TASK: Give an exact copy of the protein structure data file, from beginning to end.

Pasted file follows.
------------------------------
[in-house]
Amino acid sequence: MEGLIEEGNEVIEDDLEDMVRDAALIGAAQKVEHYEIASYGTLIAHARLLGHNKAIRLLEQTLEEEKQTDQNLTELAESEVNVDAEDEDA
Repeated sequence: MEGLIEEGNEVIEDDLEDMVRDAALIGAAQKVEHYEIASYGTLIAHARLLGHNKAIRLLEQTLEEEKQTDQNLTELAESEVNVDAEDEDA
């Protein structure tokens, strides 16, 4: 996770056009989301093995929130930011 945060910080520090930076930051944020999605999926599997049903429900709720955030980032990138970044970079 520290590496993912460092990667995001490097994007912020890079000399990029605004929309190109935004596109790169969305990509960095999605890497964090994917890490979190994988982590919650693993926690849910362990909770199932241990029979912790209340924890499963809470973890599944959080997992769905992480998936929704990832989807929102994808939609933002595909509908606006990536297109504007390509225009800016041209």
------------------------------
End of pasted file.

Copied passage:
[in-house]
Amino acid sequence: MEGLIEEGNEVIEDDLEDMVRDAALIGAAQKVEHYEIASYGTLIAHARLLGHNKAIRLLEQTLEEEKQTDQNLTELAESEVNVDAEDEDA
Repeated sequence: MEGLIEEGNEVIEDDLEDMVRDAALIGAAQKVEHYEIASYGTLIAHARLLGHNKAIRLLEQTLEEEKQTDQNLTELAESEVNVDAEDEDA
């Protein structure tokens, strides 16, 4: 996770056009989301093995929130930011 945060910080520090930076930051944020999605999926599997049903429900709720955030980032990138970044970079 520290590496993912460092990667995001490097994007912020890079000399990029605004929309190109935004596109790169969305990509960095999605890497964090994917890490979190994988982590919650693993926690849910362990909770199932241990029979912790209340924890499963809470973890599944959080997992769905992480998936929704990832989807929102994808939609933002595909509908606006990536297109504007390509225009800016041209």